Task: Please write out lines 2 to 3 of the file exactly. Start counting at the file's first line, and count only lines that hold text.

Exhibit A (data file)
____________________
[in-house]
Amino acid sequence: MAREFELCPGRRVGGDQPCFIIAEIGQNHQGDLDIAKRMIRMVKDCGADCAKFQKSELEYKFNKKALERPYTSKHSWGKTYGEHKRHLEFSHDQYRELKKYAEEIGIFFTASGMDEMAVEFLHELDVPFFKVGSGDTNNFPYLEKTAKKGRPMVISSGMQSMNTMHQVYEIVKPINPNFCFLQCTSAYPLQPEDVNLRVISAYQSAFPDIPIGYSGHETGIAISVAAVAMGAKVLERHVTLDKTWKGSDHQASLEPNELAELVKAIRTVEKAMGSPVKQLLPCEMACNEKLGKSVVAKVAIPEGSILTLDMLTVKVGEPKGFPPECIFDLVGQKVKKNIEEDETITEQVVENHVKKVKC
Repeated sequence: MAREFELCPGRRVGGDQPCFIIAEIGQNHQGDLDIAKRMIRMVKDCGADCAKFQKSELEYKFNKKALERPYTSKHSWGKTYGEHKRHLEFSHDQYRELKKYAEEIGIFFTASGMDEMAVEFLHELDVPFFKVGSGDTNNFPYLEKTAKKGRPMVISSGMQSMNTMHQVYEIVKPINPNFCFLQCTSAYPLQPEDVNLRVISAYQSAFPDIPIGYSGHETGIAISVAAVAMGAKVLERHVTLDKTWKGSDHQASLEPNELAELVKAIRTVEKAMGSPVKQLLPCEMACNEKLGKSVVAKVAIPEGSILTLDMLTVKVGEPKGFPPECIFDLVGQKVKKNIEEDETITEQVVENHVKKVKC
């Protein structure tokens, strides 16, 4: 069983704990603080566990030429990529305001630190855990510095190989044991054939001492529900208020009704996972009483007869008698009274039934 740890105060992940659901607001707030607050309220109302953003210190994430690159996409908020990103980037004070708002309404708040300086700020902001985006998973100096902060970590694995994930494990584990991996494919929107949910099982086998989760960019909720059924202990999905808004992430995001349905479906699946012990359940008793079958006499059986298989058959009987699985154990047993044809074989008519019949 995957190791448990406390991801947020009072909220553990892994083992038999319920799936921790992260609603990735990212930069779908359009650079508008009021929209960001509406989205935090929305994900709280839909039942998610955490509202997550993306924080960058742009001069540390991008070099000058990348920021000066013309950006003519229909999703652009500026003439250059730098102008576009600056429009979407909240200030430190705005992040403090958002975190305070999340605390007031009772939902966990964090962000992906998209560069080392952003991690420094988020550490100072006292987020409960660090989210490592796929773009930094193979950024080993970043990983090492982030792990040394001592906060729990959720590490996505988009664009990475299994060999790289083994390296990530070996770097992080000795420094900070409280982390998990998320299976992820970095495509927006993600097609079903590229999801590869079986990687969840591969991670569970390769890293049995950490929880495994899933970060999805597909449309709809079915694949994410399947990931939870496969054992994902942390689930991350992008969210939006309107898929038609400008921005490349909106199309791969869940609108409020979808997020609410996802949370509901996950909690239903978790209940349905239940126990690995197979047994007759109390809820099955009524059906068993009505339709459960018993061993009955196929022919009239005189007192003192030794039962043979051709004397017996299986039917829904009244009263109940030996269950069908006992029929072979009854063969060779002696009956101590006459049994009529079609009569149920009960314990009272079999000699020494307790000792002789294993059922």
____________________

Amino acid sequence: MAREFELCPGRRVGGDQPCFIIAEIGQNHQGDLDIAKRMIRMVKDCGADCAKFQKSELEYKFNKKALERPYTSKHSWGKTYGEHKRHLEFSHDQYRELKKYAEEIGIFFTASGMDEMAVEFLHELDVPFFKVGSGDTNNFPYLEKTAKKGRPMVISSGMQSMNTMHQVYEIVKPINPNFCFLQCTSAYPLQPEDVNLRVISAYQSAFPDIPIGYSGHETGIAISVAAVAMGAKVLERHVTLDKTWKGSDHQASLEPNELAELVKAIRTVEKAMGSPVKQLLPCEMACNEKLGKSVVAKVAIPEGSILTLDMLTVKVGEPKGFPPECIFDLVGQKVKKNIEEDETITEQVVENHVKKVKC
Repeated sequence: MAREFELCPGRRVGGDQPCFIIAEIGQNHQGDLDIAKRMIRMVKDCGADCAKFQKSELEYKFNKKALERPYTSKHSWGKTYGEHKRHLEFSHDQYRELKKYAEEIGIFFTASGMDEMAVEFLHELDVPFFKVGSGDTNNFPYLEKTAKKGRPMVISSGMQSMNTMHQVYEIVKPINPNFCFLQCTSAYPLQPEDVNLRVISAYQSAFPDIPIGYSGHETGIAISVAAVAMGAKVLERHVTLDKTWKGSDHQASLEPNELAELVKAIRTVEKAMGSPVKQLLPCEMACNEKLGKSVVAKVAIPEGSILTLDMLTVKVGEPKGFPPECIFDLVGQKVKKNIEEDETITEQVVENHVKKVKC